SITKA, Ala. – From the rolling prairie and wide-open pastures of southern Goshen County, to ocean views and mountainous terrain in Sitka, Alaska, 2015 Southeast High School graduate Colt Wilson’s path to the U.S. Coast Guard began when he was just a child.
“I was probably 8 or 10 years old, and I always knew I wanted to fly, whether that was a pilot or air crewman,” Wilson said. “I had seen a picture of a bright orange and white helicopter that said U.S. Coast Guard, and I told my mom, ‘That’s what I want to do,’ – she shook it off at the time. I remember I had a Coast Guard patch, coffee mug, hat. I always had Coast Guard gear.”
Wilson is originally from Wyoming, attending elementary school in the Albin and Chugwater areas. He moved to Montana and spent six or seven years there, before enrolling at Southeast High School his freshman year – the alma mater of his parents, Fred and Erin.
“I applied to the Coast Guard Academy my junior year of high school,” Wilson said. The elite program, designed to produce officers, accepts about 300 students annually. Wilson wasn’t invited to attend, but he didn’t let that stop him from joining the service – he eventually spoke to a recruiter and enlisted. “Now that I’m in (the Coast Guard), I can see the officer route wasn’t for me. I like the enlisted side. We are the working force, kind of the unsung heroes. I wouldn’t trade it for the world.”
After Wilson enlisted, he completed boot camp and was stationed at an air base in Sitka, an Alaskan island city of approximately 9,000 residents and just 14 miles of road from one end to the other.
“Being able to live in one of the beautiful places, in my opinion, on Earth … and being paid to do it (is amazing),” Wilson said. “I got here when I was 18. How many 18-year-olds can say they completed boot camp, moved to Alaska and are getting paid to do it?
“Alaska’s a nice fit,” he continued. “We do endure 18 hours of darkness (a day) in the wintertime, but the summers make up for it. It hasn’t gotten dark here (when I’m awake) for the last two, three, four weeks maybe. It’s definitely a once-in-a-lifetime opportunity – the hunting, fishing, even the camaraderie. You can pop your head in a local mom-and-pop shop and listen to the old fishermen tell stories.”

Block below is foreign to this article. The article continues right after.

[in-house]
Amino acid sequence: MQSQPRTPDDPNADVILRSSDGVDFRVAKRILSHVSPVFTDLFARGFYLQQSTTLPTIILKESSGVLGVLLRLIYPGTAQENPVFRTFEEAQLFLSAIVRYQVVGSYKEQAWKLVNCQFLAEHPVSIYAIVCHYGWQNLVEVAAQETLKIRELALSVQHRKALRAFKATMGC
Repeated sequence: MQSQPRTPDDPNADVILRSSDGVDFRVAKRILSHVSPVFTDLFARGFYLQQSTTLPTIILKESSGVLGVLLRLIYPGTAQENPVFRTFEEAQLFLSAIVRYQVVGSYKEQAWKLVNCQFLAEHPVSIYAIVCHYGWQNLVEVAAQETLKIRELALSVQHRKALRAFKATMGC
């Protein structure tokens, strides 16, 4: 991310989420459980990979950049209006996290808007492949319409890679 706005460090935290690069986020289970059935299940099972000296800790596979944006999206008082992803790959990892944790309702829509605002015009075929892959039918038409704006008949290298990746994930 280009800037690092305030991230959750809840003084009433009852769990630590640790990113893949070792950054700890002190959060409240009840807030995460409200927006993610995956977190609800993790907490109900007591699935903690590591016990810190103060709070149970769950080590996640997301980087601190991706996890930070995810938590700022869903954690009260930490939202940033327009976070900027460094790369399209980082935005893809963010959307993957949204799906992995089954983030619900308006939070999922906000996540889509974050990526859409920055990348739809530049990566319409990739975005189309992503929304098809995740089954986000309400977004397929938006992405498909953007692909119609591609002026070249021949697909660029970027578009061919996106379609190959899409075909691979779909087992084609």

Wilson added occasionally a cruise ship will drop its anchor on the main cable tying phone, internet and power to the isolated city, which causes multiple day-long blackouts.
“I thoroughly enjoy it, but I’m an outdoorsy type of person,” he said.
Wilson’s daily duties include base maintenance, which he described as “keeping things looking nice and running nice” and snow and ice
“My unit has three helicopters attached to it and our main mission is search and rescue,” he said.
It’s been two years since Wilson began his military service, and his career highlight is meeting his wife, Lottie, who serves as a ship mechanic in the Coast Guard.
“I didn’t expect to be married at 20 years old, but the stars aligned and I’ve never been happier,” Wilson said. “Meeting someone who has the same work ethic and the same values is difficult on the civilian side (let alone the Coast Guard) – it’s nice to know we share those beliefs.”
In the future, Wilson hopes to become an aviation mechanic for the Coast Guard. He leaves for aviation maintenance school in Elizabeth City, N.C., next month.
“I will graduate in February and will report back to Sitka,” Wilson said. “As an aviation mechanic, I would serve either a two-year or three-year tour.”
Wilson tries to return to Goshen County once every six months, usually staying for about three days each visit.
“Then I’m ready to go back (to Alaska),” he said.
Although Wilson said he keeps an open mind about where he may be stationed in the future, he hopes he will remain in America’s “last frontier.”
“I love it. My wife is warming up to it, she was originally stationed in Puerto Rico,” he said. “I’d like to possibly stay in Alaska … if we do get stationed in the lower 48 or down south, I’m open to that, too.”